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Not a Fan of the Henley Shirt With a Blazer
I know it’s a Chris Pratt special edition, but in my opinion, the henley tee for men and most likely women has to be cut from the blazer profile. According to GQ, “Pratt’s decision to throw on a blazer over his henley is hardly the swerviest style move, but it’s a reliable one that never fails (and we never tire of seeing).” I disagree.
It’s Overstuffed When a Long Sleeve
A long sleeve henley is a lot of material that is made of a woven waffle knit. The result is a slightly bulkier than usual shirt with sleeves down to the wrists. Most henley shirts are long sleeved, so it is even more of a chore just to find the right kind of shirt if this is your go-to for a blazer look. I say no way, due to the material in the sleeves. Take a look at this shirt and notice how the fabric also has a cut angle in the shoulders that is unique:
Men typically have a hard enough time fitting into the sleeves and shoulders of a blazer jacket. You want the jacket to look fit after all. If you have on long sleeves plus the blazer sleeves, the look adds unwanted bulk.
You look bigger and less trim, and that’s typically the opposite style men are generally going for. There’s also the issue of overheating, and when a blazer is already tight, the layers of sleeves make it too much. This is especially the case for larger people who are more heat sensitive.
It’s Cheap Looking in Comparison
Throwing on a loose cotton henley tee that might even be vintage with a ragged edge under a silk or polyester blazer and calling yourself dressed up does not work. Sure, if you are going for that Pratt style, but otherwise, not appropriate for the office. It screams, “I’m too cheap to buy a shirt.”
And henley shirts are cheap, which makes you look cheap.
And if you are trying to secure a business deal that says, “Money,” you want to look slightly expensive. You want to sell yourself, and a henley shirt says, “I’m not going to pay for anything.” Looking at Nordstrom for men’s henley shirts, for example, where all shirts are expensive, you can score a henley for $40.
There are also henley shirts that cost up to $200 if you want merino wool or rag & bone on the label. Then there is this shirt by Nordstrom that costs way too much at $350, and doesn’t really look like an authentic henley:
However, in general, we do not carry Pratt-sized wallets and bank accounts to match. As a result, the cheaper henley shirts are the basic collection for most wardrobes for men. Even the one that is $350 looks like a basic tee shirt material rather than a woven knit. This is even less exciting than the actual henley shirt.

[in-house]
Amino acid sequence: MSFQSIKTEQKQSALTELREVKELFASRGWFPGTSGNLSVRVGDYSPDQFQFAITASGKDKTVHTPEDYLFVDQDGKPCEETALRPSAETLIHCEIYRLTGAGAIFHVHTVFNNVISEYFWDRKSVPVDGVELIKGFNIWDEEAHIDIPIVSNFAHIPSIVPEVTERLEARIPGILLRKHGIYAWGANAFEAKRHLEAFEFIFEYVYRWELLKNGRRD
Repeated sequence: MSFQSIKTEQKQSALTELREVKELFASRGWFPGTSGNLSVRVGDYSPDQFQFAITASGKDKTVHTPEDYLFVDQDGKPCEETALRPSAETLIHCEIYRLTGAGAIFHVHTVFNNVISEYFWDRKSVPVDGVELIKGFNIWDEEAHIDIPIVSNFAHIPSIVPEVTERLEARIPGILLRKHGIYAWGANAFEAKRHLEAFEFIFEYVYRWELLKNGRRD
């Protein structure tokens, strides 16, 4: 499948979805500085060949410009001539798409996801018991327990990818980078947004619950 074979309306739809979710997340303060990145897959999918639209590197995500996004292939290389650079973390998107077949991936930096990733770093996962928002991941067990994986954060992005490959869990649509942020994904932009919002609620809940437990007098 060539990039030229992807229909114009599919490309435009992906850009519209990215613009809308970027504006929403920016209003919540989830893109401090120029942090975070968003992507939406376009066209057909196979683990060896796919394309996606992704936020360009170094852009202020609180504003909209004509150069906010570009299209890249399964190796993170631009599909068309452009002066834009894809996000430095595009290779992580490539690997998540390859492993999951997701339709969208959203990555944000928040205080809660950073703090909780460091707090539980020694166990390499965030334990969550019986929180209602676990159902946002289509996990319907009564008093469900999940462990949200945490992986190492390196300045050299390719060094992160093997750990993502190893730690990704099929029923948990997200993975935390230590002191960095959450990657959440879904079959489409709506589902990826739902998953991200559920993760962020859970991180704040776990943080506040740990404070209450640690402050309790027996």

It’s Not Cut for a Blazer
Sure, the henley shirt has three buttons and a slit on the front for a faux opening. However, the shirt is missing a collar and it does not have buttons on the cuffs like a dress shirt. This changes the way the shirt falls under a blazer, which is a version of a coat or dress jacket.
You also have no design throughout the rest of the shirt. It is very bland in terms of embellishments. There are no buttons down the middle of the front or the back. You don’t have a pocket in which to stuff a handkerchief or to use for a pencil holder (or cellphone pouch).
There’s not a lot going on that screams, “Put me in a blazer, coach! I’m ready to play ball!”
In my opinion, this makes the henley shirt not appropriate to wear with a blazer. It’s simply not cut out for the job of holding up the heavier coat-like material. Your body suffers and so do the overall impressions you send to everyone you encounter.
If you have a structured shirt underneath that jacket, your blazer wouldn’t look as limp either. Again, back to the style and fit of the blazer, which I’ve mentioned already. The fabric that is under the blazer must support or uphold the coat or else it’s a fail by design.
Taking a look at the classic and possibly most popular henley, the $30 Men’s Carefree Non-Shrink Long Sleeve Henley by LL Bean:
Not a care in the world, which means you most likely don’t care to wear a blazer. Blazers are a strong style choice, mainly because you have to be in a certain shape to wear them, to even fit into them comfortably. They are made for fast-moving folks who are most likely in a business venture.
Or two, which means they are not carefree or traditional, but modern and full of stress. This means you need to wear a shirt under a blazer jacket that helps you get the job done. A henley just does not cut it. It doesn’t work hard enough.
Bottom Line for Henley Shirts and a Blazer
There is no way this is the only shirt you have in your closet. Instead of wearing the henley, try to find a short-sleeve button-up. It’s a much better solution, or if you have a tee that is somewhat fancy. Just don’t be basic or boring, it’s too plain and bland and unmemorable. Unless you are Chris Pratt, evidently.